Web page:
This year, as last year, I am so very thankful to have Eliza Grace and to have her as healthy as she is. Thanksgiving this year was spent with family. Eliza's Uncle Stanley introduced her to her first set of horses:
Eliza Grace also got to try out Aunt Cindy's "Teetertot," a toy many of us recall, but which I am sure would no longer get the Consumer Reports gold star for safety:
However while enjoying the Teetertot, Eliza Grace was rudely licked by our favorite border collie:
At the holidays we always look back and give thanks for the year before. I am so very grateful for Eliza's amazing progress from those very dark days in the Lenox Hill NCCU. Her cognitive abilities are amazing, despite some speech delays, her eyesight is unaffected by her ROP, her lung function continues to improve, her motor function is, well pretty impressive for such a tiny girl, she climbs on everything and shows no fear. She does not however eat and that problem has been worsening almost daily and she will likely need a g-tube before the year is out. But even that's OK because I know it will help her to get the nourishment she needs to continue to do well.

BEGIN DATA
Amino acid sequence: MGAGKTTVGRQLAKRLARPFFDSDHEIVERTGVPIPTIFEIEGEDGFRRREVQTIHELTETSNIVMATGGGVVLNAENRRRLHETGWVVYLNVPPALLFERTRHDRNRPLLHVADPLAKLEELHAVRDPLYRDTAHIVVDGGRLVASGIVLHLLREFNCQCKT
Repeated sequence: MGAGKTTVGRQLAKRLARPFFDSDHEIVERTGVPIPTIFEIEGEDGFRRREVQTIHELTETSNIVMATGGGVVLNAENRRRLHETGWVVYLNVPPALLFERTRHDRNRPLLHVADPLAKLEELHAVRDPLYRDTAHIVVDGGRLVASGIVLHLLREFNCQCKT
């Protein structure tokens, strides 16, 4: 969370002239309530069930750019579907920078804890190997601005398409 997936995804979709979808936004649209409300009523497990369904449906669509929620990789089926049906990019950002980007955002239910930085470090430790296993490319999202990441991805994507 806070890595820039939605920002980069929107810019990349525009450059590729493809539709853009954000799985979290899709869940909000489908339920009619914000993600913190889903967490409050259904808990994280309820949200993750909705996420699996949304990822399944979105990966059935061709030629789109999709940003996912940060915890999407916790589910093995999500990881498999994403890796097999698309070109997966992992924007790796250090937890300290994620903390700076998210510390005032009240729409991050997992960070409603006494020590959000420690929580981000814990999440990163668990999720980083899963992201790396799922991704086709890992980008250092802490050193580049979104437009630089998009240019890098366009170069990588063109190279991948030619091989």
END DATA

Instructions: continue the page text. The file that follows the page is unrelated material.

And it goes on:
Someone said to me not too long that I did not seem "grateful" enough that Eliza was doing so well, that she had her sight, her hearing and her cognitive abilities. I have had people tell me that "it could be worse," and of course they are right, life could always be "worse" for any of us. I suppose it could appear that I don't focus enough on Eliza's progress since I, like most people I suppose, tend to sometimes focus more on life's problems and not enough on the things that are going right. But despite what some folks might think I am very grateful that Eliza was spared many of the obvious effects of extreme prematurity. I am so very grateful to the doctors and nurses at Lenox Hill who never once stopped giving their very best to Eliza, especially during that very ugly first month of her life.
But I do think we can be grateful for our children's lives and how well they have escaped "most" or "many" of the effects of extreme prematurity and yet still wish that they had escaped "all" of those effects. Being angry that our children have to continue to suffer the effects of their early births does not mean that we are any less grateful for our children's lives than any other parent is.
So this Thanksgiving, I am deeply grateful that Eliza is my amazing little girl, even if I am angry that she still has to suffer because she was born too soon.